1934 Voigtlander Inos II 6x9 Folder, with Heliar lens! CLA’d, Freshly Serviced!
Cleaned, Lubricated & Adjusted. Ready for immediate use
This is a rather hard to find Voigtlander Inos II 6x9 medium format folder. It was built in circa 1934 and uses 120 roll film. It’s very popular with owners, users and collectors and few are willing to give them up and it’s easy to see why. It is certainly one of the prettiest and most unusual looking 6x9 cameras ever built. I absolutely love its 1930’s Science Fiction, Flash Gordon look. It’s covered with very attractive knobs and buttons and a complex looking depth of field chart.
An especially nice touch are the three knobs which look like the electrical insulators from a 1930’s Frankenstein film. These ribbed knobs lift up and lock, allowing easy access to the film spools. The two pierced dials used to focus the camera and advance the film are nice too. They have a fine gripable texture while at the same time providing the camera with a unique look. It's a look that was rather fashionable at a time when Zeppelins and aircraft design were at the cutting edge of technology and that technology was obsessed with losing weight and mass with lightening holes and grooves. Like the closely related prewar Voigtlander Prominent, one of the wheels is for advancing the film and the other, interestingly enough, is for focusing. This leads us right into the Inos’s strongest point. In a period when most folding cameras focused the image by using “front cell focusing” in which the first lens element is screwed in and out, the Inos took a different approach. Its lens and shutter moved back and forth as a unit. This improved optical performance quite a bit, especially when working up close. As a result, when most cameras in 1932 could only close focus to 2 meters, the Inos beat them all by focusing down to a meter. This is pretty impressive for a 105 mm lens and it does make a difference when shooting portraits. But not satisfied with that, Voigtlander also arranged things in such a way that you can even focus the camera when it is closed. The focus can be preset whenever desired and when the camera is opened, the lens automatically slides out of the body to the correct focus, allowing you as a photographer to concentrate on finding the right composition and the decisive moment. Used properly, a shot could be taken within seconds of unfolding the Inos, combining compact size with speed.
This Inos II is in exceptionally fine condition and is easily one of the finest examples I’ve seen in many years. (Please see photos) The real leather covering is in great shape. The bellows are supple and completely light tight. Additionally this camera has been carefully cleaned, lubricated and adjusted. The quality Compur shutter works smoothly and all speeds (T,B & 1 sec - 1/250th) are appropriate.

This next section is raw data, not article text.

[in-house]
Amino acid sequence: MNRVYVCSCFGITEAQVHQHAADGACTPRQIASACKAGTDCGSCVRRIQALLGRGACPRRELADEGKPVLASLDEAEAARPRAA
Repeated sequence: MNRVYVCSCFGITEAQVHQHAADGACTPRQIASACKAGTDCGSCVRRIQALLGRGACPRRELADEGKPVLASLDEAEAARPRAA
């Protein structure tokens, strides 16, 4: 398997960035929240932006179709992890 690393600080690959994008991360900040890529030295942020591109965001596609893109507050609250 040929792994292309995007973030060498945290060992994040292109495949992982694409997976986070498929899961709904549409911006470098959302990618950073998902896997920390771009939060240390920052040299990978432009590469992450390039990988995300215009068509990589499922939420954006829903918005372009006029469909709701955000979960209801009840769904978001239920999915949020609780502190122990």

The lens on this camera is the famous Voigtlander Heliar 4.5/ 10,5cm (105mm). (A superb design with five elements in three groups.) The Heliar lens is well known, well loved and is recognized as a master piece of design. It was an absolute top quality lens of its day. For decades it was a benchmark of sharpness, but its greatness is not simply defined by high resolution. What photographers and artists love about this lens is the beautiful rendition in the fore and back ground. It’s something the Japanese refer to as bokeh. Simply said, this lens has a gorgeous bokeh. Soft out of focus foreground moves lovingly into sharp focus on your subject matter and then off again into gently blurred background. There are few lenses that do it as nicely as this. If you’ve seen it, you know what I mean. If you haven’t, well then you’re in for a treat….
The superb Heliar lens is exceptionally clean. There is no fungus, separated elements or other problems. There are no scratches, no cleaning marks and it’s capable of producing very lovely photos with modern color & B&W film.
All in all it’s a wonderful gem of a camera and capable of producing big beautiful results. A perfect addition to your collection and a perfect companion in the hunt for that perfect shot. You know the one… the one with the Ansel Adams light breaking through the dark storm clouds that leaves you wishing you had a classic medium format camera with you.
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